When Samuel Johnson said ‘When a man is tired of London, he is tired of life’ he obviously hadn’t lived through a pandemic when everything that makes London worth living in is shut. I am officially tired of London. Tired of walking the same streets, of seeing the same sights, of listening to every single one of my neighbours taking the opportunity to use drills and hammers and lawnmowers constantly because now is obviously the perfect time to get all those little home improvements done. At the weekend, I’d had enough. The sun was shining, I texted a friend, and before I knew it, we were happily sitting on a train that was whizzing us out of London to the coast. East Sussex has a wonderful string of coastal towns and some absolutely stunning countryside filled with undulating, verdant fields and picture postcard villages that seem to exist outside of time. Away from the bustling seaside city of Brighton, which I hate with a passion and which is most people’s only experience of East Sussex, there is so much to explore, and my seaside town of choice is always Hastings. An hour and 45 minutes away from London on the train, it’s very much a place of two halves; the rather seedy, run-down side by the station, which is filled with crumbling Victorian and Georgian architecture, and an uninspiring shopping centre, and the Old Town, which is a gorgeous maze of streets zig-zagging up the cliffs, where there are the most beautiful historic houses with breathtaking views down to the sea, and a marvellous array of independent shops, cafes and restaurants.
Hastings was a very popular nineteenth century resort, evidenced in the beautiful, if crumbling, seafront promenades of Georgian and Victorian terraces with their charming wrought iron balconies and verandas, the original lifts that take you up to the top of the cliffs for bracing walks and the beautiful landscaped public parks filled with palm trees and colourful flowers. Much of the architecture has now seen better days due to the declining fortunes of the British holiday industry in the twentieth century, but there is still so much charm here to enjoy. The pebble beach is expansive and is towered over by the impressive cliffs that dominate England’s south coast. There is still a lively fishing industry here, and the original black-tarred nineteenth century fisherman’s huts still stand, and have been made protected monuments. Around a decade ago, Hastings Contemporary, a contemporary art gallery, was built on the seafront, and offers a fantastic cultural space to the community (sadly still closed). The Old Town has been transformed, with many independent shops and boutiques opening in recent years, selling locally made products, art work and all manner of lovely antiques and interior design goodies. Hastings has become increasingly popular with families and creative types priced out of London and looking for a better quality of life, and this has brought new life to the town. It’s an exciting place to be.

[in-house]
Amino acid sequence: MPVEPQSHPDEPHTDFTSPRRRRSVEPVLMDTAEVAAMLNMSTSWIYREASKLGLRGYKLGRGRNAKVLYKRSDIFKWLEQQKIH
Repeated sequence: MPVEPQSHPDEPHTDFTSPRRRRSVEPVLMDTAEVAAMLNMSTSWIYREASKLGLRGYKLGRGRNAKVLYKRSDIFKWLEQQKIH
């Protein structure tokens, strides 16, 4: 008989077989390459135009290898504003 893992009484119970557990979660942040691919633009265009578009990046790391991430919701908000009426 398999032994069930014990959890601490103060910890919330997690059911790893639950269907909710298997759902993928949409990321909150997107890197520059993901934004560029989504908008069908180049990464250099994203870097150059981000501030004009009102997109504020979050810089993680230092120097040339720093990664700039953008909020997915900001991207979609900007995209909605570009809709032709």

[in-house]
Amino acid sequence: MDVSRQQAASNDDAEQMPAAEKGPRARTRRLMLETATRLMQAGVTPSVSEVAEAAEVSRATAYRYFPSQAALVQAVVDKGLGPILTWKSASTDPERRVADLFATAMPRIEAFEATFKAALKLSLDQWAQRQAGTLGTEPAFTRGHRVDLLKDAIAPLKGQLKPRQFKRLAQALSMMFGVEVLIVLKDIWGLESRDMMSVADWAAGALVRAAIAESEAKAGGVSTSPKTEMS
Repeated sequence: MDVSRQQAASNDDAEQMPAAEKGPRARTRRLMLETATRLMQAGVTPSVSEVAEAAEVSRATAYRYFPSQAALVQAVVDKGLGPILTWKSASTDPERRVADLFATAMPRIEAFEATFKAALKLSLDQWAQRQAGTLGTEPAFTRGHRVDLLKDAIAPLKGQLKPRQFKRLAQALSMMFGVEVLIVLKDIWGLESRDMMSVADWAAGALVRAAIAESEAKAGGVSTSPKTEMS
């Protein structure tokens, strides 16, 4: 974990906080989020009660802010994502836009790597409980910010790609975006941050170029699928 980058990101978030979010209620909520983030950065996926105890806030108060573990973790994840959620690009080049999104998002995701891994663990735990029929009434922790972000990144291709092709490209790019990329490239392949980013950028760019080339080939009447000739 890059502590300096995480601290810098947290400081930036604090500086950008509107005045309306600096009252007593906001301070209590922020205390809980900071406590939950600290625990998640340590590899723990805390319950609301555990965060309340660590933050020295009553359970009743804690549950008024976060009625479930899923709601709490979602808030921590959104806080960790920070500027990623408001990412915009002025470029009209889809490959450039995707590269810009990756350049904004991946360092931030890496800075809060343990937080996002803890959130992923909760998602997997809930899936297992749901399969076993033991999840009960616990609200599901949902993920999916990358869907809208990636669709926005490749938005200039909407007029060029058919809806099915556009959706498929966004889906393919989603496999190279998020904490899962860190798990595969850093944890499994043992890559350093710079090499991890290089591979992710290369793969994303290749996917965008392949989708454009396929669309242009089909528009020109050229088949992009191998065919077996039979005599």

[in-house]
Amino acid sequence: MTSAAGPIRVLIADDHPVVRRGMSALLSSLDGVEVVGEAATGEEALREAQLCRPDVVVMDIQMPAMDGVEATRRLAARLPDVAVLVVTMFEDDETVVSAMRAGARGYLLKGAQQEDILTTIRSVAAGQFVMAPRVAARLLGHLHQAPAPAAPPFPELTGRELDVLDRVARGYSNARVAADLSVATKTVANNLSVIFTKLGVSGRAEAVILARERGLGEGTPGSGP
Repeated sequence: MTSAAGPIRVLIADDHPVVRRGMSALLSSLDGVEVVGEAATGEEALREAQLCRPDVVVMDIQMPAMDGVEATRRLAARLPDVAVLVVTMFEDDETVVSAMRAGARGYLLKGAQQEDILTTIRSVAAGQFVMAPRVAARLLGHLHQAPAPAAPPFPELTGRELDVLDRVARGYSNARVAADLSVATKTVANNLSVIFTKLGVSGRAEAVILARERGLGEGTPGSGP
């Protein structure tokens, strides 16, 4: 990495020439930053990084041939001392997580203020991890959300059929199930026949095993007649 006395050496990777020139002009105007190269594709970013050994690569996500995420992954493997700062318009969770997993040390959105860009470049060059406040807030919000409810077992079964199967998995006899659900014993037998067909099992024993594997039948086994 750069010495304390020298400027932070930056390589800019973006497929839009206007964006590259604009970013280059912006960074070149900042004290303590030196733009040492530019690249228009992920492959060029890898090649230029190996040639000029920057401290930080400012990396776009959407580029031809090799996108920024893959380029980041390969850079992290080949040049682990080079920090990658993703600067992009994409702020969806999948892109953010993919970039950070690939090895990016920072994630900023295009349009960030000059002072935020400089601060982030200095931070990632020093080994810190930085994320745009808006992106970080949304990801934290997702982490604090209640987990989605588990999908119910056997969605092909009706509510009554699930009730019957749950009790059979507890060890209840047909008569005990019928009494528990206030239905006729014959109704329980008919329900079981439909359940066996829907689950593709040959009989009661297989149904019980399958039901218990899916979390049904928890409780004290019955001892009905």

It was such a joy to get out of London for the day and breathe in fresh, salty sea air. I felt the stress and worry I have been feeling melt away as I looked out at the sea and felt its refreshing cold water run between my toes. It was a wonderful holiday from reality to be able to wander through the beautiful, gaily painted, palm-treed little lanes of the Old Town, seeing little glimpses of the sea between gaps in the houses as we climbed ever higher. We stuffed ourselves with delicious fish and chips in Maggie’s at our table that overlooked the sea, enjoyed browsing the shops and treating ourselves to some little pick-me-up goodies (there is a wonderful independent book shop in the Old Town called Hare and Hawthorn, which is beautifully laid out, has an excellent selection of books for all ages and interests – including a whole display of Persephones! – a must visit) and had yummy coffee and cake from Judges while we wandered along the seafront. We strolled through the pretty, expansive Alexandra Park and admired the many streets of lovely houses in the St Leonard’s area of the town. All in all, it was a marvellous day out, and we really had to tear ourselves away to get our train back to London. It was just what I needed – and as I write, with the background noise of drilling from my neighbour’s house slowly driving me mad, I rather wish I had stayed for a few days!